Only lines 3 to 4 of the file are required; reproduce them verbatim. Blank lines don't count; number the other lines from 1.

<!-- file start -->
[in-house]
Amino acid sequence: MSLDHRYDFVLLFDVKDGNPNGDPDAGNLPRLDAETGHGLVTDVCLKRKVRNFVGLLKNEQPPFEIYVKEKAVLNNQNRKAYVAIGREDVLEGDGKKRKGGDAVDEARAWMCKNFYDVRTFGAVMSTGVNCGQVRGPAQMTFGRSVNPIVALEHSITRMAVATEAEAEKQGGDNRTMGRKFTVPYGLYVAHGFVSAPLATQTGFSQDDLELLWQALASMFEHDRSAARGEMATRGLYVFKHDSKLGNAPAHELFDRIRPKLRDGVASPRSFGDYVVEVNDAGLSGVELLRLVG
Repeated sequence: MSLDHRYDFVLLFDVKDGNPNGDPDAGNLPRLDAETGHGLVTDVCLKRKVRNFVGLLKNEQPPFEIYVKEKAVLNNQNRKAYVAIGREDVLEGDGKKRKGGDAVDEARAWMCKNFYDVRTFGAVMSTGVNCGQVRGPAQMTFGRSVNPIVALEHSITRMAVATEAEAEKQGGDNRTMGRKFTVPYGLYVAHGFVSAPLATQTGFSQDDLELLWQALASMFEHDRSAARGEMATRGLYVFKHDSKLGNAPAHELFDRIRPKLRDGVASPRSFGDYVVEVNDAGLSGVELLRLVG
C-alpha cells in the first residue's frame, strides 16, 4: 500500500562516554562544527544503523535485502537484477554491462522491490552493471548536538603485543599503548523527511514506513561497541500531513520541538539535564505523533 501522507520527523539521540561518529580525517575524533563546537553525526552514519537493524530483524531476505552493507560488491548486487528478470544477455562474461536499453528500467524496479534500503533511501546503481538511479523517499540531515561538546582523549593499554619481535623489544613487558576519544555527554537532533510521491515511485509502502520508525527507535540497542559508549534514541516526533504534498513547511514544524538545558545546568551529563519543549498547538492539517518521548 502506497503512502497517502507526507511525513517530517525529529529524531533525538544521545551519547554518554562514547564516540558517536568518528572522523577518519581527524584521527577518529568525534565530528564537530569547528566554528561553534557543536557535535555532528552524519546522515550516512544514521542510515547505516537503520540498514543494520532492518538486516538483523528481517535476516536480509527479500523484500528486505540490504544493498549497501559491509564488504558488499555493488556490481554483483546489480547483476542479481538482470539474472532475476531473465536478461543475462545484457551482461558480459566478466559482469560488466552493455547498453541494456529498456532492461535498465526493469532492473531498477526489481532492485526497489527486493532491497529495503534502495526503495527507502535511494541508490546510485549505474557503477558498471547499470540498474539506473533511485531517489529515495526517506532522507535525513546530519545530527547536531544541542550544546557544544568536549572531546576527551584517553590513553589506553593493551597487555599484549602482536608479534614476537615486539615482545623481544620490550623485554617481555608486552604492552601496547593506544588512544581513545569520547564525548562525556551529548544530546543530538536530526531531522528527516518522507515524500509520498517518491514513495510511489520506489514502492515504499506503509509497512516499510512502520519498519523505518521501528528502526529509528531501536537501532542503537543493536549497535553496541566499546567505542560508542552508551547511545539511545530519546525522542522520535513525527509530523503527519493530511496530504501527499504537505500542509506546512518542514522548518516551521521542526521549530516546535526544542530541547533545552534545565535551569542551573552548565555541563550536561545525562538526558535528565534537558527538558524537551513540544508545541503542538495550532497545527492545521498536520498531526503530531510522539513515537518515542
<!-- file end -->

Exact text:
Repeated sequence: MSLDHRYDFVLLFDVKDGNPNGDPDAGNLPRLDAETGHGLVTDVCLKRKVRNFVGLLKNEQPPFEIYVKEKAVLNNQNRKAYVAIGREDVLEGDGKKRKGGDAVDEARAWMCKNFYDVRTFGAVMSTGVNCGQVRGPAQMTFGRSVNPIVALEHSITRMAVATEAEAEKQGGDNRTMGRKFTVPYGLYVAHGFVSAPLATQTGFSQDDLELLWQALASMFEHDRSAARGEMATRGLYVFKHDSKLGNAPAHELFDRIRPKLRDGVASPRSFGDYVVEVNDAGLSGVELLRLVG
C-alpha cells in the first residue's frame, strides 16, 4: 500500500562516554562544527544503523535485502537484477554491462522491490552493471548536538603485543599503548523527511514506513561497541500531513520541538539535564505523533 501522507520527523539521540561518529580525517575524533563546537553525526552514519537493524530483524531476505552493507560488491548486487528478470544477455562474461536499453528500467524496479534500503533511501546503481538511479523517499540531515561538546582523549593499554619481535623489544613487558576519544555527554537532533510521491515511485509502502520508525527507535540497542559508549534514541516526533504534498513547511514544524538545558545546568551529563519543549498547538492539517518521548 502506497503512502497517502507526507511525513517530517525529529529524531533525538544521545551519547554518554562514547564516540558517536568518528572522523577518519581527524584521527577518529568525534565530528564537530569547528566554528561553534557543536557535535555532528552524519546522515550516512544514521542510515547505516537503520540498514543494520532492518538486516538483523528481517535476516536480509527479500523484500528486505540490504544493498549497501559491509564488504558488499555493488556490481554483483546489480547483476542479481538482470539474472532475476531473465536478461543475462545484457551482461558480459566478466559482469560488466552493455547498453541494456529498456532492461535498465526493469532492473531498477526489481532492485526497489527486493532491497529495503534502495526503495527507502535511494541508490546510485549505474557503477558498471547499470540498474539506473533511485531517489529515495526517506532522507535525513546530519545530527547536531544541542550544546557544544568536549572531546576527551584517553590513553589506553593493551597487555599484549602482536608479534614476537615486539615482545623481544620490550623485554617481555608486552604492552601496547593506544588512544581513545569520547564525548562525556551529548544530546543530538536530526531531522528527516518522507515524500509520498517518491514513495510511489520506489514502492515504499506503509509497512516499510512502520519498519523505518521501528528502526529509528531501536537501532542503537543493536549497535553496541566499546567505542560508542552508551547511545539511545530519546525522542522520535513525527509530523503527519493530511496530504501527499504537505500542509506546512518542514522548518516551521521542526521549530516546535526544542530541547533545552534545565535551569542551573552548565555541563550536561545525562538526558535528565534537558527538558524537551513540544508545541503542538495550532497545527492545521498536520498531526503530531510522539513515537518515542